Peacock's tail

Padina pavonica


Peacock's tail (Padina pavonica) © Lin Baldock

This brown seaweed, which has a yellowish colour is found in rock pools on the mid to lower rocky shore, and to a depth of up to 20m, depending on the amount of light.

The seaweed is shaped like a curved fan, and can become more funnel-like when the plant is mature. On the outside, it has brown and olive bands, while the inside can be a bright lime green.

The peacock’s tail has a varied texture: the inner surface has a thin coating of slime, while the outer one is covered with lines of small, fine hairs. 

This is an annual seaweed; it dies down in the autumn to reappear the next summer.

Peacock’s tail generally prefers southern waters but the influence of the Gulf Stream allows it to survive on the south and west coasts of Britain. Historically, it has been recorded from the south coasts of England and Ireland and from Pembrokeshire but now appears to be confined to the Isle of Wight, Dorset and Devon.  As it is already disappearing from British coasts, protection is very important to ensure that the peacock’s tail does not vanish entirely.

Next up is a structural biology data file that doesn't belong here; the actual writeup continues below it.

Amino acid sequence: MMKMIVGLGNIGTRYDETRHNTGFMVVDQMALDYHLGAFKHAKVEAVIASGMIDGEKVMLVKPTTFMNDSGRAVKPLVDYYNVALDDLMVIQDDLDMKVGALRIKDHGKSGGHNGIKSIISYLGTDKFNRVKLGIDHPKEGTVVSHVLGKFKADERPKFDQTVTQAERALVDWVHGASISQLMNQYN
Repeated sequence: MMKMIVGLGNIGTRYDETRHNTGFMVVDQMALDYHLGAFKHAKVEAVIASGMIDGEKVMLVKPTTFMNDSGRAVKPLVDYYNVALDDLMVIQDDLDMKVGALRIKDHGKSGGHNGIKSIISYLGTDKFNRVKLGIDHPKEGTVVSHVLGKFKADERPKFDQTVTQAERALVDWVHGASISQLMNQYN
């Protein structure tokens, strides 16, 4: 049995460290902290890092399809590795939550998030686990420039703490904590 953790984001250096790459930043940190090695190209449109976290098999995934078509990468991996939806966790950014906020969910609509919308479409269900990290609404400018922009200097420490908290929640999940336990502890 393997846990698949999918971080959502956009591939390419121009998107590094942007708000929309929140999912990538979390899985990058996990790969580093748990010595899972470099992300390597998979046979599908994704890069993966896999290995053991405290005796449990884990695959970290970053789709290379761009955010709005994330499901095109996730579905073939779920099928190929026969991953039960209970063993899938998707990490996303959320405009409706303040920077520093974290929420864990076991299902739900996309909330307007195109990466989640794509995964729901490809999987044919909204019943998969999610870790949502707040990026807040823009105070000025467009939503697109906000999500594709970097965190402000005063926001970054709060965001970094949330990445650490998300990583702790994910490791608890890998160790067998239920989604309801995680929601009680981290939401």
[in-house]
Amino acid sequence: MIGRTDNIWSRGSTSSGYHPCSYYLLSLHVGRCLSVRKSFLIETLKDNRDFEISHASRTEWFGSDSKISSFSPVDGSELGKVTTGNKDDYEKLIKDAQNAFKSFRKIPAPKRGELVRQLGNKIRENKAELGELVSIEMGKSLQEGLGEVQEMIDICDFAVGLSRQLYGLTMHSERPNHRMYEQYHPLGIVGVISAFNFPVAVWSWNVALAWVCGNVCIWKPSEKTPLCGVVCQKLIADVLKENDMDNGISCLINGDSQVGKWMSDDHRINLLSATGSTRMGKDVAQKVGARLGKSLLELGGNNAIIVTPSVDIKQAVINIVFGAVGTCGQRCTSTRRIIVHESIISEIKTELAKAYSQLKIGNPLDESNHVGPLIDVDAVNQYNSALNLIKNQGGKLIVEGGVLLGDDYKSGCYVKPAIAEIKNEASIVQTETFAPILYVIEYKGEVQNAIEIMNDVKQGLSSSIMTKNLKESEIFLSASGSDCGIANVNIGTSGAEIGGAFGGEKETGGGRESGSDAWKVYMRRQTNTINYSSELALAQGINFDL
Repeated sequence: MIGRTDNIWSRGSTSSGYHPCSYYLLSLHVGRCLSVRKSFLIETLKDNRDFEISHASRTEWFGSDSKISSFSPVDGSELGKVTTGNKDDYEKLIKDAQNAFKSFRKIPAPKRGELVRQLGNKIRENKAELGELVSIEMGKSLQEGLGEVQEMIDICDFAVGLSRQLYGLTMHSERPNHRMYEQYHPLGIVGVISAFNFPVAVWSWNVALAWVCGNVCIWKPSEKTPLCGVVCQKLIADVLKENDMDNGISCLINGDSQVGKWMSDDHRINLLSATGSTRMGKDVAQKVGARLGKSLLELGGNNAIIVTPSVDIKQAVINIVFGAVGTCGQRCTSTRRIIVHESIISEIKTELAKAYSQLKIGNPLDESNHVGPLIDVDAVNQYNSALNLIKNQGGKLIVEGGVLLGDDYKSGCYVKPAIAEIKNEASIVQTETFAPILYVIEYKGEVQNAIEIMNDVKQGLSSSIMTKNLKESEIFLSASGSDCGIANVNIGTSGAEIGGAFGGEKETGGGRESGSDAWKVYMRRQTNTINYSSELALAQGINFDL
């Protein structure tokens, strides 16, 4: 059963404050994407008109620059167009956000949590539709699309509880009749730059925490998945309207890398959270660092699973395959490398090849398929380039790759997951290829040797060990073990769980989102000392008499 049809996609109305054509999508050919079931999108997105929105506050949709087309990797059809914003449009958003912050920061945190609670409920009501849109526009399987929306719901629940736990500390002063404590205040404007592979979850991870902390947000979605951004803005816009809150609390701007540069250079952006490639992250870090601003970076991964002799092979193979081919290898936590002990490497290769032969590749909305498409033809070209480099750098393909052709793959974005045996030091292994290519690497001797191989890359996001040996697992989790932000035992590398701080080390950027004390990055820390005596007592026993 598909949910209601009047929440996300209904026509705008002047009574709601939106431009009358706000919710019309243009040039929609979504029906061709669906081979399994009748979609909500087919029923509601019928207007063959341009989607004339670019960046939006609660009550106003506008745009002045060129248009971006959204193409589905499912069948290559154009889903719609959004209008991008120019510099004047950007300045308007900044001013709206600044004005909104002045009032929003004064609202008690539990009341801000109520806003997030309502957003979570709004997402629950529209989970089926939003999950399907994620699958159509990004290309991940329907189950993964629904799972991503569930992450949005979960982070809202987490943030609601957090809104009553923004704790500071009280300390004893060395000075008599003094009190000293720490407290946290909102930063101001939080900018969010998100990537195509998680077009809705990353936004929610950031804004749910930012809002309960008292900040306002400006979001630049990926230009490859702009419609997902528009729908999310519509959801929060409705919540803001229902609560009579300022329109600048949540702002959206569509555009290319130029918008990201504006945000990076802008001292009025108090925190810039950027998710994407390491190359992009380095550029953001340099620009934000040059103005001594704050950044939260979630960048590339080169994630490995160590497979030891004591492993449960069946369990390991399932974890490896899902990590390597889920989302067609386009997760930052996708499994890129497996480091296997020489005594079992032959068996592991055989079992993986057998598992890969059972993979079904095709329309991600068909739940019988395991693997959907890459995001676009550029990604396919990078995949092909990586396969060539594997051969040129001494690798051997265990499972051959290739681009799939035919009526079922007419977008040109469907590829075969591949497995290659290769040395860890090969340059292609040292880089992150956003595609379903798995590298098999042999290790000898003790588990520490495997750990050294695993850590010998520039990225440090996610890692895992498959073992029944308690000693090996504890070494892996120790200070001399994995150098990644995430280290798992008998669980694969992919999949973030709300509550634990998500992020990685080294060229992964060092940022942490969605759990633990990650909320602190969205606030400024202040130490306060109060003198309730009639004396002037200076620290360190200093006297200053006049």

Other common names

Turkey-feather algae


European distribution

Peacock’s tail is recorded from the Isle of Wight, Dorset and Devon, although has in the past been more widely distributed along the south coasts of England and Ireland and in Pembrokeshire. The British Isles are the northernmost limit of its range, (it occurs as far south as Mauritania), and it is also found in the Mediterranean and Black Seas.


Conservation status/needPeacock's Tail Fact

  • This is a UK BAP Priority Species (BAP species are now Species of Principal Importance/Priority Species).
  • Species of principal importance for the purpose of conservation of biodiversity under the Natural Environment and Rural Communities Act 2006
  • Nationally scarce species


Further information

Marine Life Information Network

JNCC - UK BAP Priority Species and Habitats